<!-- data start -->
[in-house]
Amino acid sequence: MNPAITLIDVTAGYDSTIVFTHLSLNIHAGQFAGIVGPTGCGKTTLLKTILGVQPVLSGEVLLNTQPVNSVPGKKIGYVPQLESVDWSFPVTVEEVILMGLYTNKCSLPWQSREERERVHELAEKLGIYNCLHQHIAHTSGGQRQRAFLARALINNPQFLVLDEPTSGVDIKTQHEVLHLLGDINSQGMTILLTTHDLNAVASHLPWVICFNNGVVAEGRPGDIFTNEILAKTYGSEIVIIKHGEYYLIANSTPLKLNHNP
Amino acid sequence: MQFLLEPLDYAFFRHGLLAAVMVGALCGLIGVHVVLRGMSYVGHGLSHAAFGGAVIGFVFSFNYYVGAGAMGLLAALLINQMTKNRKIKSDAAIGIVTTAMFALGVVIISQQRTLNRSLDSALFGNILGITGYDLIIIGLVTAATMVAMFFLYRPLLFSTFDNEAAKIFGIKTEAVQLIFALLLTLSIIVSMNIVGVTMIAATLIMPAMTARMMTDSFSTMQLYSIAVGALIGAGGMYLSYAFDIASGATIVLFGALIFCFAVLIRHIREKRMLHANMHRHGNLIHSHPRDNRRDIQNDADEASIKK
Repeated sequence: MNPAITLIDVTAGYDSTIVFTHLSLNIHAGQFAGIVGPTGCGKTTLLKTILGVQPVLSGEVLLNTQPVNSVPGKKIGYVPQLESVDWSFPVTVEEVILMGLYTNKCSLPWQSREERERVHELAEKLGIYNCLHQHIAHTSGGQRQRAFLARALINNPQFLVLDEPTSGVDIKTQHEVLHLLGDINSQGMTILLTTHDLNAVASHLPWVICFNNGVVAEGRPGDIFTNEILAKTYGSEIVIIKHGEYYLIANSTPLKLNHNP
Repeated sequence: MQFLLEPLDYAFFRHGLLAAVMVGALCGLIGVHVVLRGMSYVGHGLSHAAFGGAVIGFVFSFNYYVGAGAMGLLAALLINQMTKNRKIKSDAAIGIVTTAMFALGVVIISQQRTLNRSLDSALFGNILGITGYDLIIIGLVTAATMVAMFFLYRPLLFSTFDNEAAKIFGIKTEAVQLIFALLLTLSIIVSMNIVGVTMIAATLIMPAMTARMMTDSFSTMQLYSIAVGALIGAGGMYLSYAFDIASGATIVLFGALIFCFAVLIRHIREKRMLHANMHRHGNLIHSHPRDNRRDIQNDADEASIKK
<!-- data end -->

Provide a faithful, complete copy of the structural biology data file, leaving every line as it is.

[in-house]
Amino acid sequence: MNPAITLIDVTAGYDSTIVFTHLSLNIHAGQFAGIVGPTGCGKTTLLKTILGVQPVLSGEVLLNTQPVNSVPGKKIGYVPQLESVDWSFPVTVEEVILMGLYTNKCSLPWQSREERERVHELAEKLGIYNCLHQHIAHTSGGQRQRAFLARALINNPQFLVLDEPTSGVDIKTQHEVLHLLGDINSQGMTILLTTHDLNAVASHLPWVICFNNGVVAEGRPGDIFTNEILAKTYGSEIVIIKHGEYYLIANSTPLKLNHNP
Amino acid sequence: MQFLLEPLDYAFFRHGLLAAVMVGALCGLIGVHVVLRGMSYVGHGLSHAAFGGAVIGFVFSFNYYVGAGAMGLLAALLINQMTKNRKIKSDAAIGIVTTAMFALGVVIISQQRTLNRSLDSALFGNILGITGYDLIIIGLVTAATMVAMFFLYRPLLFSTFDNEAAKIFGIKTEAVQLIFALLLTLSIIVSMNIVGVTMIAATLIMPAMTARMMTDSFSTMQLYSIAVGALIGAGGMYLSYAFDIASGATIVLFGALIFCFAVLIRHIREKRMLHANMHRHGNLIHSHPRDNRRDIQNDADEASIKK
Repeated sequence: MNPAITLIDVTAGYDSTIVFTHLSLNIHAGQFAGIVGPTGCGKTTLLKTILGVQPVLSGEVLLNTQPVNSVPGKKIGYVPQLESVDWSFPVTVEEVILMGLYTNKCSLPWQSREERERVHELAEKLGIYNCLHQHIAHTSGGQRQRAFLARALINNPQFLVLDEPTSGVDIKTQHEVLHLLGDINSQGMTILLTTHDLNAVASHLPWVICFNNGVVAEGRPGDIFTNEILAKTYGSEIVIIKHGEYYLIANSTPLKLNHNP
Repeated sequence: MQFLLEPLDYAFFRHGLLAAVMVGALCGLIGVHVVLRGMSYVGHGLSHAAFGGAVIGFVFSFNYYVGAGAMGLLAALLINQMTKNRKIKSDAAIGIVTTAMFALGVVIISQQRTLNRSLDSALFGNILGITGYDLIIIGLVTAATMVAMFFLYRPLLFSTFDNEAAKIFGIKTEAVQLIFALLLTLSIIVSMNIVGVTMIAATLIMPAMTARMMTDSFSTMQLYSIAVGALIGAGGMYLSYAFDIASGATIVLFGALIFCFAVLIRHIREKRMLHANMHRHGNLIHSHPRDNRRDIQNDADEASIKK